Ubuntu is highly customizable, with a wide range of themes, icons, and other customization options to suit your preferences.
It uses the Debian package management system, which streamlines the process of installing, updating, and removing software packages.
Ubuntu includes built-in support for multimedia codecs & drivers, which makes it a good choice for users who want to use their computer for media playback or creation.
CentOS vs. Ubuntu
And here is a comparison table of CentOS and Ubuntu.
Built from the source code of Red Hat Enterprise Linux (RHEL)
Based on Debian
Longer release cycles focused on stability
More frequent releases, with new versions every six months
It’s worth noting that both CentOS & Ubuntu are popular Linux distributions and are capable of handling a wide range of applications. Consider your use cases, familiarity with each distribution, and available commercial support options when making your decision.
Use Cases of CentOS
Enterprise server applications
CentOS is often used for its stability and security features in enterprise server environments. Its conservative release cycle and SELinux make it a popular choice for hosting web servers, database servers, and other critical applications.
Big data and analytics
CentOS has proven to be a valuable asset in the world of big data and analytics. It is compatible with frameworks such as Hadoop and Spark, which makes it an excellent option for building data-driven applications.
CentOS is commonly used in high-performance computing (HPC) environments due to its compatibility with parallel computing libraries like MPI and OpenMP.
Use Cases of Ubuntu
Ubuntu is popular among desktop users due to its user-friendly interface & ease of use. It comes pre-installed with many popular desktop applications like LibreOffice, Firefox, and the GIMP image editor.
Development and programming
Developers use Ubuntu due to its large community and support for popular programming languages like Python, Ruby, and Java. It also has a wide range of development tools & environments available.
Ubuntu is also used in cloud computing environments due to its compatibility with popular cloud platforms like AWS, Microsoft Azure, and Google Cloud. It is also the preferred operating system for the Ubuntu OpenStack distribution.
Limitations of CentOS
CentOS and Ubuntu are two top-notch Linux distributions widely used by IT folks worldwide. Despite their wide popularity, both have their own unique set of drawbacks.
Slower Release Cycles
CentOS has a relatively slower release cycle compared to other Linux distributions, which may lead to delayed access to the latest features or updates.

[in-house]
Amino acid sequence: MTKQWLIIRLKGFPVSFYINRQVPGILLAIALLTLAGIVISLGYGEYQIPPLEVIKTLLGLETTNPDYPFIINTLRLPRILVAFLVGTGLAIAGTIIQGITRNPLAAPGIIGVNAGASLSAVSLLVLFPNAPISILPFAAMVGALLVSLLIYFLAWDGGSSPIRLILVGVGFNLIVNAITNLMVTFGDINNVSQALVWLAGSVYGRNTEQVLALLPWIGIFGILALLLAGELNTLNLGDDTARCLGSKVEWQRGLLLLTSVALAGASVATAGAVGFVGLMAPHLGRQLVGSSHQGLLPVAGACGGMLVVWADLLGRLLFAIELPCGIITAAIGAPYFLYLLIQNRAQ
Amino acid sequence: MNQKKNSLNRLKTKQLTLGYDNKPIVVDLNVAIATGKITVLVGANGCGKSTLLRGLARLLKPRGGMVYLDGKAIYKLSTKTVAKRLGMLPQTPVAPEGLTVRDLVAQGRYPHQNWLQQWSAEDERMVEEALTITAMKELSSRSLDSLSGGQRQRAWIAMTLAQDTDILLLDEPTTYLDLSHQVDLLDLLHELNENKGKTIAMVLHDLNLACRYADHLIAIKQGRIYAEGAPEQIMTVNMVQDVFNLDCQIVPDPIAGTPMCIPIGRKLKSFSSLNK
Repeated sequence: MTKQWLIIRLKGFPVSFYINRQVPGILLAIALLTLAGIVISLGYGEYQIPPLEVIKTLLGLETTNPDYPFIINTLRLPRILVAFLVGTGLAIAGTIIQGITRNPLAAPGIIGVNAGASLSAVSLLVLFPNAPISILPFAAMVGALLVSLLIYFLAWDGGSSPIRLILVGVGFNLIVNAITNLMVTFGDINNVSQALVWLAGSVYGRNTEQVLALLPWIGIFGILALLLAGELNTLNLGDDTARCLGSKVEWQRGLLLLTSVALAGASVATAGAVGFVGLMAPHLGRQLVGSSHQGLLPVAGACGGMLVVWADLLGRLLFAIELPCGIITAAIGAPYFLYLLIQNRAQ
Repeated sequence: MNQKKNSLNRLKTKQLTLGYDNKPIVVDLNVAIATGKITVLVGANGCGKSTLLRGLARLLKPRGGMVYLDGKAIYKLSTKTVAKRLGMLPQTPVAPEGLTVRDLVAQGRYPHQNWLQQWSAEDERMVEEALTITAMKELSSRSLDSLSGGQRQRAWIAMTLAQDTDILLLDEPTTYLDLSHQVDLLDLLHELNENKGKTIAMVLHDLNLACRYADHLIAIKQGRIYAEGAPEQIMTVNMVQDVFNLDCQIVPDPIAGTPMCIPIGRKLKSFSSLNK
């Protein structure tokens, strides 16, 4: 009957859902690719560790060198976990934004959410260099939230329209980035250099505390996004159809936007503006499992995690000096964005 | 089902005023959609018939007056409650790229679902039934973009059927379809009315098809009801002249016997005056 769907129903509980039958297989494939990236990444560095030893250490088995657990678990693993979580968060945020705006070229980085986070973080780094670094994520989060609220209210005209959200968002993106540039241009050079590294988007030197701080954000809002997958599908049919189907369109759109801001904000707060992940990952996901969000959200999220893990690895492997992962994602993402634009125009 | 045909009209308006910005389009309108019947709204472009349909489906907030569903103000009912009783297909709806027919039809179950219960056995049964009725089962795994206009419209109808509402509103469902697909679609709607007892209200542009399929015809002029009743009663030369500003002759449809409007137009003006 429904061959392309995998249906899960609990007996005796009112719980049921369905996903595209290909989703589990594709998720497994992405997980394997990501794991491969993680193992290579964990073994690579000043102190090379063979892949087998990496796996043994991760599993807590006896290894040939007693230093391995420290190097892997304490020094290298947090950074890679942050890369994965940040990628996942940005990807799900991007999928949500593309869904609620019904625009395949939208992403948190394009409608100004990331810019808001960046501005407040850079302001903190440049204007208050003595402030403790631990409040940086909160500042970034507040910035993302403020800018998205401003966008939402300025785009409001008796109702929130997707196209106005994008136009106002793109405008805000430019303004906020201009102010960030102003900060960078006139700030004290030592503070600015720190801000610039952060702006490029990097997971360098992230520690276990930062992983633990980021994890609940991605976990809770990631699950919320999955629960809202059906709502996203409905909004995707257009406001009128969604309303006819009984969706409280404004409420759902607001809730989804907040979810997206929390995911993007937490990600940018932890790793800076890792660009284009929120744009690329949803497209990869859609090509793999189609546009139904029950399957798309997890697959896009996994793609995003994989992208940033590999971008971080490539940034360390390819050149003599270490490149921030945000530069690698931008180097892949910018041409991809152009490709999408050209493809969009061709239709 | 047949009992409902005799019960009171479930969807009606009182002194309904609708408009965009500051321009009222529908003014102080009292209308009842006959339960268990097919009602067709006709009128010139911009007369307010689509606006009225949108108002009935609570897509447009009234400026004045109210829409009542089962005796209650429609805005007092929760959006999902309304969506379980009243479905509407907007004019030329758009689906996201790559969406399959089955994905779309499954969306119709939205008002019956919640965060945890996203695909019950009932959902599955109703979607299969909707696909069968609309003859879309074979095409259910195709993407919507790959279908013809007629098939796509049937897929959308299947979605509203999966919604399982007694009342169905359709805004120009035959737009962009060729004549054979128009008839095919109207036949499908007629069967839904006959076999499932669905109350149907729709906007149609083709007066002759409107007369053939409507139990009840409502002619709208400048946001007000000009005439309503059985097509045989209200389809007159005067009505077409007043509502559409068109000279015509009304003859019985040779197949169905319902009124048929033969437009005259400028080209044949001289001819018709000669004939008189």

Limited Software Availability
While CentOS is recognized for its stability, it often lags in terms of having access to the newest software packages. It can be a frustrating experience for users seeking cutting-edge features.
Security issues are yet another limitation of CentOS. Although CentOS is known to be a secure operating system, it has suffered from certain vulnerabilities in the past. For example, it took longer for CentOS to address the Spectre and Meltdown vulnerabilities compared to other distributions.
Limitations of Ubuntu
Some cons of the Ubuntu operating system are explained below:-
Ubuntu releases updates quite frequently, which can be both a boon and a bane. Frequent updates can be beneficial for some users. However, it can be disruptive for those who prefer a more stable environment.
Additionally, Ubuntu has faced criticism over privacy concerns as it collects data from users, including search queries and application usage data. Although this data collection is supposed to be anonymous and opt-in, some users may still be concerned about privacy.
Author’s note ✍️
And finally, the choice of which Linux distribution to use will depend on specific needs and use cases.
CentOS is an excellent choice for enterprise environments that require long-term support and stability, while Ubuntu’s user-friendly interface & versatility make it a popular choice for personal and educational use.
Both distributions have their strengths and weaknesses, so it’s essential to consider requirements & goals when making a decision.
I hope you found this article helpful in learning about CentOS vs Ubuntu and their benefits. You may also be interested in learning about the best Linux partition managers to modify disk space.
Hey there, my name is Ashlin, and I’m a senior technical writer. I’ve been in the game for a while now, and I specialize in writing about all sorts of cool technology topics like Linux, Networking, Security, Dev Tools, Data Analytics, and Cloud… read more
Linux is a multiuser operating system thus, multiple users can interact with the same computer at the same time using Linux. Being a multiuser operating system, it is important for Linux to guarantee the security and privacy of the files belonging to different users.